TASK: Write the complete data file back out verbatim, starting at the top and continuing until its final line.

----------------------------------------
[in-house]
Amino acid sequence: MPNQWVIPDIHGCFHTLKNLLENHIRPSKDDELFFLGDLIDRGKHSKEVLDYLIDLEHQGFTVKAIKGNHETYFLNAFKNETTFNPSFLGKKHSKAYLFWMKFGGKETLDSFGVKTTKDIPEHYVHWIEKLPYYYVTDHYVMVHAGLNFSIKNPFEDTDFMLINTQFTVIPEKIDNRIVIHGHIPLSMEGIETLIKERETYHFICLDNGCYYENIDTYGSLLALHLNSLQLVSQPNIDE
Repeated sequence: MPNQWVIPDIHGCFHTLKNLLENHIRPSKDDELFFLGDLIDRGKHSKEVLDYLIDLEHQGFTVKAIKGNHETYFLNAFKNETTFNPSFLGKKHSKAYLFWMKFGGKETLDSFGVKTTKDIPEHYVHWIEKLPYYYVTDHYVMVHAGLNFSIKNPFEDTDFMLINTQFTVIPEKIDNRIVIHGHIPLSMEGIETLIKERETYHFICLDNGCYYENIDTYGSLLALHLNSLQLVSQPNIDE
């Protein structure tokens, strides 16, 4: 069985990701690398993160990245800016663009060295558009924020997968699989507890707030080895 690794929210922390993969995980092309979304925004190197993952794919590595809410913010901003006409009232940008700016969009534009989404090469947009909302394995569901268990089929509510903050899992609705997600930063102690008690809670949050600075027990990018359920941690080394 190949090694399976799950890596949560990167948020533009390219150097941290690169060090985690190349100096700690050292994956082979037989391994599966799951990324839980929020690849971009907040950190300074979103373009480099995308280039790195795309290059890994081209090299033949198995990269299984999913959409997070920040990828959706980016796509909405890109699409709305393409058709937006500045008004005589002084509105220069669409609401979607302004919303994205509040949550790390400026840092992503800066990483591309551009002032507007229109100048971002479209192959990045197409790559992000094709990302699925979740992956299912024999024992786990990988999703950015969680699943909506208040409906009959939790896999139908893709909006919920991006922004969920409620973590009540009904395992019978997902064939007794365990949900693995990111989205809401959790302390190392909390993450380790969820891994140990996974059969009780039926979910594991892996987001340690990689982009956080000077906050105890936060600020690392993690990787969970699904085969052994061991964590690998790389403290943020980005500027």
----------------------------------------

[in-house]
Amino acid sequence: MPNQWVIPDIHGCFHTLKNLLENHIRPSKDDELFFLGDLIDRGKHSKEVLDYLIDLEHQGFTVKAIKGNHETYFLNAFKNETTFNPSFLGKKHSKAYLFWMKFGGKETLDSFGVKTTKDIPEHYVHWIEKLPYYYVTDHYVMVHAGLNFSIKNPFEDTDFMLINTQFTVIPEKIDNRIVIHGHIPLSMEGIETLIKERETYHFICLDNGCYYENIDTYGSLLALHLNSLQLVSQPNIDE
Repeated sequence: MPNQWVIPDIHGCFHTLKNLLENHIRPSKDDELFFLGDLIDRGKHSKEVLDYLIDLEHQGFTVKAIKGNHETYFLNAFKNETTFNPSFLGKKHSKAYLFWMKFGGKETLDSFGVKTTKDIPEHYVHWIEKLPYYYVTDHYVMVHAGLNFSIKNPFEDTDFMLINTQFTVIPEKIDNRIVIHGHIPLSMEGIETLIKERETYHFICLDNGCYYENIDTYGSLLALHLNSLQLVSQPNIDE
């Protein structure tokens, strides 16, 4: 069985990701690398993160990245800016663009060295558009924020997968699989507890707030080895 690794929210922390993969995980092309979304925004190197993952794919590595809410913010901003006409009232940008700016969009534009989404090469947009909302394995569901268990089929509510903050899992609705997600930063102690008690809670949050600075027990990018359920941690080394 190949090694399976799950890596949560990167948020533009390219150097941290690169060090985690190349100096700690050292994956082979037989391994599966799951990324839980929020690849971009907040950190300074979103373009480099995308280039790195795309290059890994081209090299033949198995990269299984999913959409997070920040990828959706980016796509909405890109699409709305393409058709937006500045008004005589002084509105220069669409609401979607302004919303994205509040949550790390400026840092992503800066990483591309551009002032507007229109100048971002479209192959990045197409790559992000094709990302699925979740992956299912024999024992786990990988999703950015969680699943909506208040409906009959939790896999139908893709909006919920991006922004969920409620973590009540009904395992019978997902064939007794365990949900693995990111989205809401959790302390190392909390993450380790969820891994140990996974059969009780039926979910594991892996987001340690990689982009956080000077906050105890936060600020690392993690990787969970699904085969052994061991964590690998790389403290943020980005500027």